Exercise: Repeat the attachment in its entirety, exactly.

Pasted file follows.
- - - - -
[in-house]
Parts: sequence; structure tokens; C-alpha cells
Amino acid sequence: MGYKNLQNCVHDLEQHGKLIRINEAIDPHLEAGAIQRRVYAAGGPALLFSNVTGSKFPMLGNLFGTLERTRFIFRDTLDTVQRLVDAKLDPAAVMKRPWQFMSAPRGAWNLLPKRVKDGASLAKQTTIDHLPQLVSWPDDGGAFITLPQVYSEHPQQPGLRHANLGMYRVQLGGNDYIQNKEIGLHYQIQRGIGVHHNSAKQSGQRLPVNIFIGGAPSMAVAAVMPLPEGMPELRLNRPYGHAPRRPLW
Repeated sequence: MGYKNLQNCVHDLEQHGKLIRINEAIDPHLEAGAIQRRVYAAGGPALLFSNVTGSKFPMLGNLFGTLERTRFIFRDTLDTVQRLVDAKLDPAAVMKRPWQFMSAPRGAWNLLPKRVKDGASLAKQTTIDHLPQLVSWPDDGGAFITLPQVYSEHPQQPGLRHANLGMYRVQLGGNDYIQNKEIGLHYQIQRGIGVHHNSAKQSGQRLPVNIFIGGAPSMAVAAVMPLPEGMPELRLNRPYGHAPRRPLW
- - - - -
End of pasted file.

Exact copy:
[in-house]
Parts: sequence; structure tokens; C-alpha cells
Amino acid sequence: MGYKNLQNCVHDLEQHGKLIRINEAIDPHLEAGAIQRRVYAAGGPALLFSNVTGSKFPMLGNLFGTLERTRFIFRDTLDTVQRLVDAKLDPAAVMKRPWQFMSAPRGAWNLLPKRVKDGASLAKQTTIDHLPQLVSWPDDGGAFITLPQVYSEHPQQPGLRHANLGMYRVQLGGNDYIQNKEIGLHYQIQRGIGVHHNSAKQSGQRLPVNIFIGGAPSMAVAAVMPLPEGMPELRLNRPYGHAPRRPLW
Repeated sequence: MGYKNLQNCVHDLEQHGKLIRINEAIDPHLEAGAIQRRVYAAGGPALLFSNVTGSKFPMLGNLFGTLERTRFIFRDTLDTVQRLVDAKLDPAAVMKRPWQFMSAPRGAWNLLPKRVKDGASLAKQTTIDHLPQLVSWPDDGGAFITLPQVYSEHPQQPGLRHANLGMYRVQLGGNDYIQNKEIGLHYQIQRGIGVHHNSAKQSGQRLPVNIFIGGAPSMAVAAVMPLPEGMPELRLNRPYGHAPRRPLW